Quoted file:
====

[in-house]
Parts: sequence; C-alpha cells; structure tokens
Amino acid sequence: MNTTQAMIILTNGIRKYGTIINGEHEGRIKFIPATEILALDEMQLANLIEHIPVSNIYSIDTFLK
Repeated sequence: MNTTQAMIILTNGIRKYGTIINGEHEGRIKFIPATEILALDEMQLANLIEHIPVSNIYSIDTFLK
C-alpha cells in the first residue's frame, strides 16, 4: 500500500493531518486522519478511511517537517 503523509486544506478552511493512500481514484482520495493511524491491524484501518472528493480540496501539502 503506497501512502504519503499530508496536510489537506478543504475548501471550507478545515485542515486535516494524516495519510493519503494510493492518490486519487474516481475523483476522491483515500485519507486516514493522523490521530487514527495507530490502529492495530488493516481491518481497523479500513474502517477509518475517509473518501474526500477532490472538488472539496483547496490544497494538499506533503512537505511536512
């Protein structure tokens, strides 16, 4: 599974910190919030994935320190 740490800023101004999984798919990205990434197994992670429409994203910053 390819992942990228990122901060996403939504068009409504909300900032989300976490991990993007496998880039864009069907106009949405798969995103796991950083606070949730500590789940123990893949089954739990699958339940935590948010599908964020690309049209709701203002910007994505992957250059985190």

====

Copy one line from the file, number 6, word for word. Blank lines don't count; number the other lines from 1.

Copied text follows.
């Protein structure tokens, strides 16, 4: 599974910190919030994935320190 740490800023101004999984798919990205990434197994992670429409994203910053 390819992942990228990122901060996403939504068009409504909300900032989300976490991990993007496998880039864009069907106009949405798969995103796991950083606070949730500590789940123990893949089954739990699958339940935590948010599908964020690309049209709701203002910007994505992957250059985190």